Many info at IMARS Web site of the International Maillard Reaction Society
John Hodge: 1914 -1996
Chemist at USDA in Illinois (1941 – 1980)
His proposed mechanism for the chemistry of non-enzymatic browning is largely unchanged after 60 years.
Hodge J E. Dehydrated foods: chemistry of browning reactions in model systems. J. Agric. Food Chem. 1:928-43, 1953.
At high temperature reducing carbonyl react with free amino groups.
Reducing carbonyl usually belongs to glucose or fructose group, but can also be an oxydised fat.
Free amino group is usually on lateral chain of proteins (Lys or Arg) In a few cases free amino acids or ammonia.
The first step is the formation of a Shiff base followed by a complex sequence of dehydratation and rearrangments leading to the formation of colored and flavoured MRPs.
Melanoproteins, melanoidins different Maillard polymers in different products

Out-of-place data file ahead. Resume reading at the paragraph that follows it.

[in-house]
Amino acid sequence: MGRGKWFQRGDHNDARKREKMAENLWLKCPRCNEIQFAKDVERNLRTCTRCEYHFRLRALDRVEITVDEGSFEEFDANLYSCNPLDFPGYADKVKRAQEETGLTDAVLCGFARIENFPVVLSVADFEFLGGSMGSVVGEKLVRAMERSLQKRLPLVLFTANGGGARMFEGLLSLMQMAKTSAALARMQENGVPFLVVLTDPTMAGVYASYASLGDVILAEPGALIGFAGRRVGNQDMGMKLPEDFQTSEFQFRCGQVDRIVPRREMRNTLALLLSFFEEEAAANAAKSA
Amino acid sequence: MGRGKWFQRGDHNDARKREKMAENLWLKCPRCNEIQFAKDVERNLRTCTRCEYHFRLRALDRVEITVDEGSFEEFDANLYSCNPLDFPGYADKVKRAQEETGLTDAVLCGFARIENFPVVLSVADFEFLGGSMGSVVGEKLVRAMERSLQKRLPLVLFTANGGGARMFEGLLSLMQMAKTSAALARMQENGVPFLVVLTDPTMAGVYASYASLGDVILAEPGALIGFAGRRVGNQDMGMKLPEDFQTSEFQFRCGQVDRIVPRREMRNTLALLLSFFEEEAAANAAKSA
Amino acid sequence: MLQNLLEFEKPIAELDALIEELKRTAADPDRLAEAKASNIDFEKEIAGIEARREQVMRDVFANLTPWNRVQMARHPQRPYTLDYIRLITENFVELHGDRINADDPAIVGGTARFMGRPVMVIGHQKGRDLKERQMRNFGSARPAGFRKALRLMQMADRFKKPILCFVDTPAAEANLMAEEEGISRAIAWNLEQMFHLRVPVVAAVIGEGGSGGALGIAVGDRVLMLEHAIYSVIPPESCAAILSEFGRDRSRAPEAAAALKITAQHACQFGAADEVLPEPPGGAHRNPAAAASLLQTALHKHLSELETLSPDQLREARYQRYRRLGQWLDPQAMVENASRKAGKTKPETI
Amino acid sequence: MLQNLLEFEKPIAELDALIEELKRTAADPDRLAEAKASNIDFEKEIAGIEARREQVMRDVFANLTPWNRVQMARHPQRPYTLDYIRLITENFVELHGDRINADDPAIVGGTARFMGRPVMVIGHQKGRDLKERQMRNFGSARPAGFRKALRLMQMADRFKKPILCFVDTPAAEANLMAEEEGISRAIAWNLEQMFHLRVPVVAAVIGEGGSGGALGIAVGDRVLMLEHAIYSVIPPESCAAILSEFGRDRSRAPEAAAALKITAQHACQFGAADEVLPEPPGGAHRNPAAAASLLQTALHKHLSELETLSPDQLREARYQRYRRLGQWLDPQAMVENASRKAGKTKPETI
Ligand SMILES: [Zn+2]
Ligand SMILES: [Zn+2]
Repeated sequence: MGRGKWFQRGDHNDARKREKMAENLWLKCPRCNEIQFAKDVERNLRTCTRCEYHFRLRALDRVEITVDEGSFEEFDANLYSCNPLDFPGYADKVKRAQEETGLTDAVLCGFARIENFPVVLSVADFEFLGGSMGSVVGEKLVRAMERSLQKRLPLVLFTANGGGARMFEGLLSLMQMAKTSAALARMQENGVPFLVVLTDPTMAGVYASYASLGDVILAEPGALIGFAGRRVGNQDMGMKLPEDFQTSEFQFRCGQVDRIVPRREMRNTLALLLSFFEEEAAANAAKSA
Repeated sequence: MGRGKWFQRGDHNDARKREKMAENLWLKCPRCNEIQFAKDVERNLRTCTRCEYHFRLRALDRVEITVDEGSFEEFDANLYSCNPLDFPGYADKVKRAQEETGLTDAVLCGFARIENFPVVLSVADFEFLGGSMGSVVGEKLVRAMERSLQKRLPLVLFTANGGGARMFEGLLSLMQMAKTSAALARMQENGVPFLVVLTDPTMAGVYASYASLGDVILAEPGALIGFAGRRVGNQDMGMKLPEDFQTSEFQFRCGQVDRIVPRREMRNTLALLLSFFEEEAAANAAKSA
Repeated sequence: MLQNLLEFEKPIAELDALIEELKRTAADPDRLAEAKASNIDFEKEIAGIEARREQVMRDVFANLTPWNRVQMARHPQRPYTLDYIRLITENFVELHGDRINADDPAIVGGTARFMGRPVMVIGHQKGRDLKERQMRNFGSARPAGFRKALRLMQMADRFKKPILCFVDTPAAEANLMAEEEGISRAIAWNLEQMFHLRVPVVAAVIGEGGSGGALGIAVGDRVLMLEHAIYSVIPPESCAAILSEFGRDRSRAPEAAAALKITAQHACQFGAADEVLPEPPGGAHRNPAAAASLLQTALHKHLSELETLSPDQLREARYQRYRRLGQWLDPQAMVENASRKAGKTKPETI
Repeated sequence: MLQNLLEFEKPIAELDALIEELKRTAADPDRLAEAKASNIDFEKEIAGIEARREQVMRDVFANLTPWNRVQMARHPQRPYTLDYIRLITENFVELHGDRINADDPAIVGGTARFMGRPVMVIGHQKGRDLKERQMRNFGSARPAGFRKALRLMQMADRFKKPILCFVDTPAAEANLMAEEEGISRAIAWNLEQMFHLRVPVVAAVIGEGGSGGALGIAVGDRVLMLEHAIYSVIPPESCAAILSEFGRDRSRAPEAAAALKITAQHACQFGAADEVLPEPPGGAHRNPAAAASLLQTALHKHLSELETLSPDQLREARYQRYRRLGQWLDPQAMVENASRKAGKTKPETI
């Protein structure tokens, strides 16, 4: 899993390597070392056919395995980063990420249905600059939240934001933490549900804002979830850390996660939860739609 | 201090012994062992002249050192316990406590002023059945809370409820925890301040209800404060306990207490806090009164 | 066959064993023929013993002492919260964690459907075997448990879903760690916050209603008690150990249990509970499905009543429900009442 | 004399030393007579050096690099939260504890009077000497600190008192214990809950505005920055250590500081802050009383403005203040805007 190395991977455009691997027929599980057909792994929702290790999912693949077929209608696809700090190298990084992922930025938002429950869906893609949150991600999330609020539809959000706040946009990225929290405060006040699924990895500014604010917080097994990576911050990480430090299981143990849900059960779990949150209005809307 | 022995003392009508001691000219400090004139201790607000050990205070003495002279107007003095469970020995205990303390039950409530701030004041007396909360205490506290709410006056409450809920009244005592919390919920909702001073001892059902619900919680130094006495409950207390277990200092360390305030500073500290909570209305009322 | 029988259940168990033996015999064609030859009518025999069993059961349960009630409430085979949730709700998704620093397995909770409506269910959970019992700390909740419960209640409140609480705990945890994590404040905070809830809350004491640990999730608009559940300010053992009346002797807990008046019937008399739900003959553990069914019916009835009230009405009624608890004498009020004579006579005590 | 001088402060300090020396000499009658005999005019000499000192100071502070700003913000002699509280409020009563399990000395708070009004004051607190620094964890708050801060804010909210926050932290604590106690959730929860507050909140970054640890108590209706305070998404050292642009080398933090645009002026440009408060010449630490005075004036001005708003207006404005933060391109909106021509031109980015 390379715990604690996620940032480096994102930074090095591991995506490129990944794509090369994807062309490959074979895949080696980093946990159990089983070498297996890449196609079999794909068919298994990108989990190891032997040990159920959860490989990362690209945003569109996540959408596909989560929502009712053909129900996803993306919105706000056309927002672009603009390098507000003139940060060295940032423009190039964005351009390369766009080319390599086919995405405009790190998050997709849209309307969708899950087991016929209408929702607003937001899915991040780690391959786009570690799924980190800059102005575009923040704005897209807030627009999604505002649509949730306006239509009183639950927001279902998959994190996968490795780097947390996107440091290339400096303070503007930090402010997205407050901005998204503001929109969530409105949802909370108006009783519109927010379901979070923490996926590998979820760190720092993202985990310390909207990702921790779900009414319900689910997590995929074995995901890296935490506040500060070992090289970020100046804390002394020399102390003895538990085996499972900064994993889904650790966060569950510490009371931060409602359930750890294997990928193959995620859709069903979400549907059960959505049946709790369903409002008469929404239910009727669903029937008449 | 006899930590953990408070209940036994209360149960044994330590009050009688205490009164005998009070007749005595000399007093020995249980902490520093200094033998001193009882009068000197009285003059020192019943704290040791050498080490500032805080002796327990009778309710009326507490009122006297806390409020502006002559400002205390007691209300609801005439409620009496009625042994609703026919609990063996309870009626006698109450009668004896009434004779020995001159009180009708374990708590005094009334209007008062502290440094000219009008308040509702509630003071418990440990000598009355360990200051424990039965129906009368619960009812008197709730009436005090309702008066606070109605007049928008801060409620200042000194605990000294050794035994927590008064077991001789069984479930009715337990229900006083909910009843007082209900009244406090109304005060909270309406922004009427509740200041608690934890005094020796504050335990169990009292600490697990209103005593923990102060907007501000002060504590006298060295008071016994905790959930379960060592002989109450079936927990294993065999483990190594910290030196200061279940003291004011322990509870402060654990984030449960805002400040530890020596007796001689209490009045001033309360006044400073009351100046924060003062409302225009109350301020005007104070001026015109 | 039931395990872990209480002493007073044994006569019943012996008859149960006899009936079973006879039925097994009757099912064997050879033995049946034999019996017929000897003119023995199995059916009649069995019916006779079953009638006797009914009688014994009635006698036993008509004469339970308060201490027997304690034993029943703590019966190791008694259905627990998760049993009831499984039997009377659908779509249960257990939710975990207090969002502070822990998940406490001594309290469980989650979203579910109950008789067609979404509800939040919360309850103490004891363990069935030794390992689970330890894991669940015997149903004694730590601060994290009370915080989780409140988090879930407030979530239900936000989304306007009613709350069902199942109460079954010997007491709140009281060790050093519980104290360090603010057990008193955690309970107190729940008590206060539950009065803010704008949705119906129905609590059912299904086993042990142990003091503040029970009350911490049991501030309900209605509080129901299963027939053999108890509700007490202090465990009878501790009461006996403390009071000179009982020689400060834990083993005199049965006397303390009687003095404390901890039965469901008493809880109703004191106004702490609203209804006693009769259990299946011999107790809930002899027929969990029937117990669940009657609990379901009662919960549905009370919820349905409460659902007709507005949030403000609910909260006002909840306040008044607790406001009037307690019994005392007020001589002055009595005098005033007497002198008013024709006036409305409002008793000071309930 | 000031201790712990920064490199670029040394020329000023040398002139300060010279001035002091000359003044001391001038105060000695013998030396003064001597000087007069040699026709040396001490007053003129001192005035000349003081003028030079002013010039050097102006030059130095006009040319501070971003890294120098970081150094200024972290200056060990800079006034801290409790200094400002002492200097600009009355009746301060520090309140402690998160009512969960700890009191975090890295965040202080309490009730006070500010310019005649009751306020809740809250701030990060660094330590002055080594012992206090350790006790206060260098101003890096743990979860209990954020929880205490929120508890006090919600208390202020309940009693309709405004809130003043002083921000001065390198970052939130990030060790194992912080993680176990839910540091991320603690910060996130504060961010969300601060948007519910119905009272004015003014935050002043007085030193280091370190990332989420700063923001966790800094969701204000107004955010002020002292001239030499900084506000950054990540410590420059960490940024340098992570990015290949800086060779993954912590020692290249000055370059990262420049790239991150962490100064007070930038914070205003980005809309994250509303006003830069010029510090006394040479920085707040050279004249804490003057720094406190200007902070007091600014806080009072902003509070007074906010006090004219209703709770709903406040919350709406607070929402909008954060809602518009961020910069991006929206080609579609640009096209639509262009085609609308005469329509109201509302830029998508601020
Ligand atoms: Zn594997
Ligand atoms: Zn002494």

Melanoidins are present in coffee (soluble) bread (crust) and many other products.
In some cases they are made up mainly of polysaccharides in others by proteins.
Loss of free lysine: nutritional implications.
Role in texture, taste and antioxidant activity.
Behave as dietary fibre.
Acrylamide is formed through MR only from free asparagine.
Potato, cereal (particularly bran), cocoa, coffee.
Correlation between acrylamide biomarkers and incidence of cancer.
In roasted meat heterocyclic amines can be formed from creatine amino acid and sugar.
Only in the burned region.
Heterocyclic amines are potent carcinogenic agents.
10. Sugar properties